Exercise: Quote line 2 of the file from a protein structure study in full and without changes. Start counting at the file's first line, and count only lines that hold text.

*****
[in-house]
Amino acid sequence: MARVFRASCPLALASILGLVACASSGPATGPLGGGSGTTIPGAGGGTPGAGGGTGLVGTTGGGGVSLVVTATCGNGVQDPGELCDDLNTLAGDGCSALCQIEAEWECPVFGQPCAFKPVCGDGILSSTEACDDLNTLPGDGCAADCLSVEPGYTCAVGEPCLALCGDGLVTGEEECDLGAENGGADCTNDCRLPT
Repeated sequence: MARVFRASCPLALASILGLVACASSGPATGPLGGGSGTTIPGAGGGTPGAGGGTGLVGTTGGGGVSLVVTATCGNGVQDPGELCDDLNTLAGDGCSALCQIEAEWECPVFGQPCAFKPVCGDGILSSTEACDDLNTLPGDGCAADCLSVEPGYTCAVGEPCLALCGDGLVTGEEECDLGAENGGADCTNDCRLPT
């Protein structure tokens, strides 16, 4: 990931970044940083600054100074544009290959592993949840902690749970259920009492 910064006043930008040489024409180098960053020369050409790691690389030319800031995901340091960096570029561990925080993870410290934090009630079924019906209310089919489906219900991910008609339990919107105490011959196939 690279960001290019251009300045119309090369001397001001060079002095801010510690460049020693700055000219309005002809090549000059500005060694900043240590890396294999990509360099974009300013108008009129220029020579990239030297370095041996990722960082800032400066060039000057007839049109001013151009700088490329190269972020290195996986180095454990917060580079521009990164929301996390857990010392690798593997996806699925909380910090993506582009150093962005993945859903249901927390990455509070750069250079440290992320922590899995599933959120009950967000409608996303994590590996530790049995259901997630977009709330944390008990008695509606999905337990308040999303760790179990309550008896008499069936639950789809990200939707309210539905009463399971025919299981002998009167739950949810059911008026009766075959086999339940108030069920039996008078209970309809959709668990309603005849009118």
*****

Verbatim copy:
Amino acid sequence: MARVFRASCPLALASILGLVACASSGPATGPLGGGSGTTIPGAGGGTPGAGGGTGLVGTTGGGGVSLVVTATCGNGVQDPGELCDDLNTLAGDGCSALCQIEAEWECPVFGQPCAFKPVCGDGILSSTEACDDLNTLPGDGCAADCLSVEPGYTCAVGEPCLALCGDGLVTGEEECDLGAENGGADCTNDCRLPT